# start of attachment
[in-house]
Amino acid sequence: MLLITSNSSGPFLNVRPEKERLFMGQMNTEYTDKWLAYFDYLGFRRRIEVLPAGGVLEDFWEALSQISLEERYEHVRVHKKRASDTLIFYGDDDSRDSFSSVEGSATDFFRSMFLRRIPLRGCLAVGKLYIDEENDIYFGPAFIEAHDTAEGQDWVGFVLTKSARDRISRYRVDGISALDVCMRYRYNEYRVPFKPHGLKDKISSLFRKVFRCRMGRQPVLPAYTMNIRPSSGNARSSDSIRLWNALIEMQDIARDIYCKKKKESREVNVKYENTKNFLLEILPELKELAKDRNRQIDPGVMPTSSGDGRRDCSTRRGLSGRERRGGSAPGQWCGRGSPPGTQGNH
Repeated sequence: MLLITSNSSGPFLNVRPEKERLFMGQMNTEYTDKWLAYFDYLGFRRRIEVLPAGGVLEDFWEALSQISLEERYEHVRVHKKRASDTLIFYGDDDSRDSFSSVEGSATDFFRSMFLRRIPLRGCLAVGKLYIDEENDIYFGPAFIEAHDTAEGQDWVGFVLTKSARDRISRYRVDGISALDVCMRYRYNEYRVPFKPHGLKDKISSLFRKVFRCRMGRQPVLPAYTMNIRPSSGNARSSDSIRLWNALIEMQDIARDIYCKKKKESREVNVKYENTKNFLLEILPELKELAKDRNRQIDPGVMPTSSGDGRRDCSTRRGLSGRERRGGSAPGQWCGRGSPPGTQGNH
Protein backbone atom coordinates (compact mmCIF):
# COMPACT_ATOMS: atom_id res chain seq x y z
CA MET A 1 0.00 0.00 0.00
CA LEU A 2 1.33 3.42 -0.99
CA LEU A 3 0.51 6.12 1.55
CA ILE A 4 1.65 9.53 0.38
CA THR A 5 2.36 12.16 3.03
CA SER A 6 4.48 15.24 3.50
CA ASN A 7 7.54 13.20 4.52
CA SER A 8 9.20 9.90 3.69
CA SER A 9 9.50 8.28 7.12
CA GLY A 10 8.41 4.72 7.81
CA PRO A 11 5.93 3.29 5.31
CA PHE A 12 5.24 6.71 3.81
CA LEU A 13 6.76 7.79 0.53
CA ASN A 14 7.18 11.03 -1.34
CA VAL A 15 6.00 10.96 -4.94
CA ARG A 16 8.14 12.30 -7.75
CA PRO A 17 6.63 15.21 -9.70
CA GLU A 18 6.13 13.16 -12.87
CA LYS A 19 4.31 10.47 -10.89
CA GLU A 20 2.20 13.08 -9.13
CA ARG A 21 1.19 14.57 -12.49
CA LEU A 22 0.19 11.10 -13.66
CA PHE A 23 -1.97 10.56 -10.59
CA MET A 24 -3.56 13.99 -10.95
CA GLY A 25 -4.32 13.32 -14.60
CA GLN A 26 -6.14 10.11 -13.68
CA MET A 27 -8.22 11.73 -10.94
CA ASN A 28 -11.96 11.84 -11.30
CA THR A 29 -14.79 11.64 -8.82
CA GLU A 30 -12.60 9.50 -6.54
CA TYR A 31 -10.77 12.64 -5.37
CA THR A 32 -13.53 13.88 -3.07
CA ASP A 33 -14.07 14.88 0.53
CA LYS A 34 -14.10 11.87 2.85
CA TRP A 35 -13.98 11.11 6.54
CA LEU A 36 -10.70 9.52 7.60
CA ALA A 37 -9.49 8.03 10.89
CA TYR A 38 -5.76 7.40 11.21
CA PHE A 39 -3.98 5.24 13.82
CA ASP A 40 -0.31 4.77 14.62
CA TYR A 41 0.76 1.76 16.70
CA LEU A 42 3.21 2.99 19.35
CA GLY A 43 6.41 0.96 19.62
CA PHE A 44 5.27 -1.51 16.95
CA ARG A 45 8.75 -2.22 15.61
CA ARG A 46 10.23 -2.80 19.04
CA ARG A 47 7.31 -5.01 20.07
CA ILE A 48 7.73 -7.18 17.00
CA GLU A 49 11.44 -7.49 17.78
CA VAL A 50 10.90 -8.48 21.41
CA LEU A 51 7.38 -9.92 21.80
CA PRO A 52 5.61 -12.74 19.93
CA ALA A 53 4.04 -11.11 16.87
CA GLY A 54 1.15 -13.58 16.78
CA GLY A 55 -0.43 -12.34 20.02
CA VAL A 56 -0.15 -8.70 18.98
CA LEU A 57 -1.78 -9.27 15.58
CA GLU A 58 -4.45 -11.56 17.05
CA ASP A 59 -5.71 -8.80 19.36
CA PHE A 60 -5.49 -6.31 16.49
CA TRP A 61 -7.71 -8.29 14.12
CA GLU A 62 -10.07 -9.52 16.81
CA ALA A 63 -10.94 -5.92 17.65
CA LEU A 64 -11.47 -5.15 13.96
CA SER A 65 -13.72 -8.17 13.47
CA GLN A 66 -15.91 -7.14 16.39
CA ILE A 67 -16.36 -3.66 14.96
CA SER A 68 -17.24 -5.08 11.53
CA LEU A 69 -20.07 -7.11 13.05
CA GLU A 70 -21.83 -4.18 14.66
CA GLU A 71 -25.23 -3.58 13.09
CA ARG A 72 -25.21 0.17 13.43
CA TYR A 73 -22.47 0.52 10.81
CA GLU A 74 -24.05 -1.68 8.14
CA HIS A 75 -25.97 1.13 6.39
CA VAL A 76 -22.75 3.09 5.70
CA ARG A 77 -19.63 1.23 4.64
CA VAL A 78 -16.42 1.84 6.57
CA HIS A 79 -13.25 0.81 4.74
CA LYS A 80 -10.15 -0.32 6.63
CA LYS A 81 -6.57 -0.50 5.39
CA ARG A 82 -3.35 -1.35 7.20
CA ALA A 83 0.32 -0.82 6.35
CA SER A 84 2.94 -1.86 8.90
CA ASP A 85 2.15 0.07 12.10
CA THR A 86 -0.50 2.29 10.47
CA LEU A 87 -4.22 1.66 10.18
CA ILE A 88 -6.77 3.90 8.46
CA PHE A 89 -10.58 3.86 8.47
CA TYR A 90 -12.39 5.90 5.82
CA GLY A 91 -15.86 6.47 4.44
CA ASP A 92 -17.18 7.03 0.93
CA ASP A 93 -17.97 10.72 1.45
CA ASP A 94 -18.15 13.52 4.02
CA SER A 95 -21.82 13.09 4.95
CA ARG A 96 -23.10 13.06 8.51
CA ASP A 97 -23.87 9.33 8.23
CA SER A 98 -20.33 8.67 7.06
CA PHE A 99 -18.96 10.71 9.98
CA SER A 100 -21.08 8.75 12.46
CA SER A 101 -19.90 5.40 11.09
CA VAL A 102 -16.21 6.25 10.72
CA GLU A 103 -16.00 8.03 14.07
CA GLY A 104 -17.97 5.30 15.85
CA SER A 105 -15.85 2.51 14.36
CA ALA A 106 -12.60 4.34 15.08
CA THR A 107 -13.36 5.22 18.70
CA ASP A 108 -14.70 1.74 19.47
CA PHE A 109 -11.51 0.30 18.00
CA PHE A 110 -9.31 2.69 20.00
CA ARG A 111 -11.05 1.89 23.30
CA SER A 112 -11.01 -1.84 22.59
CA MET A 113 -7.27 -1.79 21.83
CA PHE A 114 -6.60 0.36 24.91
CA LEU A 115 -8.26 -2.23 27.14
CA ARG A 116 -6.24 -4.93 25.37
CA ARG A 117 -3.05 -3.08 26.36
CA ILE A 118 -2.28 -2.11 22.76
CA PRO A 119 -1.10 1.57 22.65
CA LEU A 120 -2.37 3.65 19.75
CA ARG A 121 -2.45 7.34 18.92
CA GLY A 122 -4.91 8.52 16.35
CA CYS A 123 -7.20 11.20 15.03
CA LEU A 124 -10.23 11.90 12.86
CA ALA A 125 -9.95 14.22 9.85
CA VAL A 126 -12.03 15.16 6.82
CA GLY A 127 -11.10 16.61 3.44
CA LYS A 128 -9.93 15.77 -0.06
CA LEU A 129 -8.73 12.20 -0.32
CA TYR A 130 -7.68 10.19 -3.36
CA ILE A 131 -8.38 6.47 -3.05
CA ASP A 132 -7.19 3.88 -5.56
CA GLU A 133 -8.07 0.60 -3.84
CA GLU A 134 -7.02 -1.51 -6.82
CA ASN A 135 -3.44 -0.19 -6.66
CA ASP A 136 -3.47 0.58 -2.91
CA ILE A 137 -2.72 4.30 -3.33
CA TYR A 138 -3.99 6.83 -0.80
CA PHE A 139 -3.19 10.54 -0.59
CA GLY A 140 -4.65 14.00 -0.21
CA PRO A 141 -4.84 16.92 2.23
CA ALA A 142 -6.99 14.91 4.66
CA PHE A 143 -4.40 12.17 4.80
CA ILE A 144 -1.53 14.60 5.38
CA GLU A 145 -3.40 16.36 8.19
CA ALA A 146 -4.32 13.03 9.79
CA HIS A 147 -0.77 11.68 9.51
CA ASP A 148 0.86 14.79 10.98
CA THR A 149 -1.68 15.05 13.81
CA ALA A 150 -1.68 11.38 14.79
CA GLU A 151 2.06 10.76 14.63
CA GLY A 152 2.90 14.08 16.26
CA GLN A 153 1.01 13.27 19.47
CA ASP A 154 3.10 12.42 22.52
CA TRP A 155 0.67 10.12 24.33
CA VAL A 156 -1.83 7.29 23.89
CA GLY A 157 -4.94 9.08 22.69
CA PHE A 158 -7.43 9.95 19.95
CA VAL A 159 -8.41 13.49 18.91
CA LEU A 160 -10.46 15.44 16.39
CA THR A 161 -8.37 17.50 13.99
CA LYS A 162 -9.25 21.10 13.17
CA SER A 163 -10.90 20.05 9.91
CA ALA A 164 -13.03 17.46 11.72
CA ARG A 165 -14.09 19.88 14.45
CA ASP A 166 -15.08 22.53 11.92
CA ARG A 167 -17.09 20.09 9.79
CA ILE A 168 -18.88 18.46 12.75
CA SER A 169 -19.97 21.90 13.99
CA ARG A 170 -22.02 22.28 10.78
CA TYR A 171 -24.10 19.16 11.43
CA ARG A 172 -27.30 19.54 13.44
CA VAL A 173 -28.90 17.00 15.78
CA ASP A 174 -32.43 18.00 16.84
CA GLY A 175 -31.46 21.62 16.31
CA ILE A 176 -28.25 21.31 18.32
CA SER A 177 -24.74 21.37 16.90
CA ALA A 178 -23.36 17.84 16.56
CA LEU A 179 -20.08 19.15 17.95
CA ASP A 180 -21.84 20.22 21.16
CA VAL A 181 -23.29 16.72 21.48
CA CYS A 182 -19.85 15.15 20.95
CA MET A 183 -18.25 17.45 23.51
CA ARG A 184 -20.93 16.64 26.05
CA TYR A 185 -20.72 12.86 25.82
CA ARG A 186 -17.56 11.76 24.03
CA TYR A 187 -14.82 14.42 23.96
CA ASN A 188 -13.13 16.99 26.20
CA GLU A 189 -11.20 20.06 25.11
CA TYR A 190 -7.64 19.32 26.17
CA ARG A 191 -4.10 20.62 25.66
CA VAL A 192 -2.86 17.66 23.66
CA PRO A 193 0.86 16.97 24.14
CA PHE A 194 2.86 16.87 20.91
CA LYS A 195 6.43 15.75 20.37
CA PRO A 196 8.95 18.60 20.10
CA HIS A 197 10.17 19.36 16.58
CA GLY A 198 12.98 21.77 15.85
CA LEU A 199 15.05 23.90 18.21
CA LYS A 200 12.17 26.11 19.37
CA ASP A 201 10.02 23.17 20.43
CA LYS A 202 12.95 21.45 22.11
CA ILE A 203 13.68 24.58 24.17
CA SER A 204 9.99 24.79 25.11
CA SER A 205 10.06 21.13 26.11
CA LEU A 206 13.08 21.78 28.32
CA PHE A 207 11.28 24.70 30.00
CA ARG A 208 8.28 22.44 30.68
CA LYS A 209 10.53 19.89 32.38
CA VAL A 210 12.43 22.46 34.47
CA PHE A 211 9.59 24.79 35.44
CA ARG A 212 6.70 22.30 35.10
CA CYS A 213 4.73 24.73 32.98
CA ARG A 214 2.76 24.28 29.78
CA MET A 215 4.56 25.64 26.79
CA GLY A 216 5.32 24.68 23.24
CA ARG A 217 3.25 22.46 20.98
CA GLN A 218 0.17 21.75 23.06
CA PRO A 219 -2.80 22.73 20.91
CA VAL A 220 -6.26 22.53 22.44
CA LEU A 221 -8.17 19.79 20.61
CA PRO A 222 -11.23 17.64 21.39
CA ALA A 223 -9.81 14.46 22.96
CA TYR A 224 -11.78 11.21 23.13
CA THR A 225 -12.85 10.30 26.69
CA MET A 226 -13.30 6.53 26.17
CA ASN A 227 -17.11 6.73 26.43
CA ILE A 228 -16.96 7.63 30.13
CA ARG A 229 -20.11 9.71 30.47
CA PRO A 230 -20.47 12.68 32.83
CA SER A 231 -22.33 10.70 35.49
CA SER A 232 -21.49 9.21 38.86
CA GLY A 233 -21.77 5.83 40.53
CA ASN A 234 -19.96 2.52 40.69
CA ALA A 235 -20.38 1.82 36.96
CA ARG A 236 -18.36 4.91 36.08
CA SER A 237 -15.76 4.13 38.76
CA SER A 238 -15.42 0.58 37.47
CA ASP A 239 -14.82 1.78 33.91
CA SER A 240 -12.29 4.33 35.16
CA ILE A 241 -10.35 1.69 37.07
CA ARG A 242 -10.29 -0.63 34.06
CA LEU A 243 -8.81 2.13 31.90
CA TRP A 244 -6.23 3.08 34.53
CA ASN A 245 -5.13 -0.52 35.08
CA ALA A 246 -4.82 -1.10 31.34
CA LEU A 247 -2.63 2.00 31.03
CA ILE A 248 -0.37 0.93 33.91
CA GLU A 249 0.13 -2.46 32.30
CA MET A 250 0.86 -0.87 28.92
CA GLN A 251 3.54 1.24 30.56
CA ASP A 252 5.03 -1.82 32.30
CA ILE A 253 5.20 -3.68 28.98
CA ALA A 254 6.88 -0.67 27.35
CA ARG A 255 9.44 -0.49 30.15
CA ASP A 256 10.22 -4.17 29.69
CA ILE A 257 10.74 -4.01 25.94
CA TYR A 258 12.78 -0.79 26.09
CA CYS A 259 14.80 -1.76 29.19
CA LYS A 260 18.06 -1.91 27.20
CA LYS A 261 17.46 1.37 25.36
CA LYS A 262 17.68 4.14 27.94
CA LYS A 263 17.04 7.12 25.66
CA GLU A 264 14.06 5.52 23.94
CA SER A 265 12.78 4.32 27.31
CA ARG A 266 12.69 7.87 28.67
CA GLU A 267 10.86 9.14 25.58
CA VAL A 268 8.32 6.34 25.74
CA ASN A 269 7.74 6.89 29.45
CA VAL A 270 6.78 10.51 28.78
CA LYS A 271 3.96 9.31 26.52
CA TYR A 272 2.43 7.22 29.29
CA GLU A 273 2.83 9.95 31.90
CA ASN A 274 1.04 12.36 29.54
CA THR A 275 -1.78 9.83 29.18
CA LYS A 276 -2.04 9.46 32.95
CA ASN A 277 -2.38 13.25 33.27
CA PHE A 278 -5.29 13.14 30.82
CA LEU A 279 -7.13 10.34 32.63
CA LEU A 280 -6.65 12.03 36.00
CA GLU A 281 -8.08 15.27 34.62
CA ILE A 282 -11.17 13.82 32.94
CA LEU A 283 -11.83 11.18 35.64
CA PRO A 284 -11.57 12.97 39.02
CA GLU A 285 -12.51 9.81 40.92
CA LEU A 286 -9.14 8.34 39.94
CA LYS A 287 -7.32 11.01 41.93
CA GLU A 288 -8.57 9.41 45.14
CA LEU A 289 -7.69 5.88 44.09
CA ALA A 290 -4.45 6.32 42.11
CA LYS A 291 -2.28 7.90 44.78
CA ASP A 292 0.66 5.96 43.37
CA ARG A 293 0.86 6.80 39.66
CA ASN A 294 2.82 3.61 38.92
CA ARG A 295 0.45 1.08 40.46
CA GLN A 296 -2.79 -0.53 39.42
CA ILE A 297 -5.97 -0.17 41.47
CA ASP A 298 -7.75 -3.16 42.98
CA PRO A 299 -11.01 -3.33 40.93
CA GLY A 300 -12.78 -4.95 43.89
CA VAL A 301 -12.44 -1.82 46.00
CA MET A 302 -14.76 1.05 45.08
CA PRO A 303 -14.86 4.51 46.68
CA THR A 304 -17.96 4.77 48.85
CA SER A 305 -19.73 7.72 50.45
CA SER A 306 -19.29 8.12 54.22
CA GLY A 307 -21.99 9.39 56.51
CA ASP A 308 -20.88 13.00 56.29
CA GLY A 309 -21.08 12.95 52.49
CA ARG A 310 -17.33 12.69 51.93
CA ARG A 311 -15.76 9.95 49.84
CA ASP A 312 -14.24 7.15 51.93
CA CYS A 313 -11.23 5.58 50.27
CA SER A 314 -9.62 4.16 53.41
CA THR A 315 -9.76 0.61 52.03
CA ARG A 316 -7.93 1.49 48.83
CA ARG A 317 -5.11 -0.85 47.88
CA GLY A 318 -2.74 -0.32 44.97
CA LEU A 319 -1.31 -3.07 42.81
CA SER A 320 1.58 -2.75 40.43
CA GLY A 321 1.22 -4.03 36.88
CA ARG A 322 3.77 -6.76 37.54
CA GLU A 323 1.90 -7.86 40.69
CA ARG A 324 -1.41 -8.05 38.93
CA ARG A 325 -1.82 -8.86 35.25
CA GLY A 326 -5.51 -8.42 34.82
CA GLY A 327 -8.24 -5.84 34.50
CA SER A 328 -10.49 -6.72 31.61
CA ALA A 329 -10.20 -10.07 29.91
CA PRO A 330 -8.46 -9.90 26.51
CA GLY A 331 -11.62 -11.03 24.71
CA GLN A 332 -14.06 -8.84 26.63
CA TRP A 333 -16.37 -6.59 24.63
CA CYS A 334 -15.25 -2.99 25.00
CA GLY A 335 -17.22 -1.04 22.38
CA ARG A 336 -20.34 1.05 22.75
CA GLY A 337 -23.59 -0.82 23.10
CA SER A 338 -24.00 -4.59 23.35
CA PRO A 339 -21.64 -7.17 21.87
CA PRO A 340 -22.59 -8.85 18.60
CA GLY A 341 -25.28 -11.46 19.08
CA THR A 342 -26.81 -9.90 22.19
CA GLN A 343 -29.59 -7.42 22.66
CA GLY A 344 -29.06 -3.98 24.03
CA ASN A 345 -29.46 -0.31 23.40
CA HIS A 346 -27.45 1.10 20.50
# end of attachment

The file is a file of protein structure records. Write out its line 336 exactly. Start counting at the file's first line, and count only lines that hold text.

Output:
CA GLY A 331 -11.62 -11.03 24.71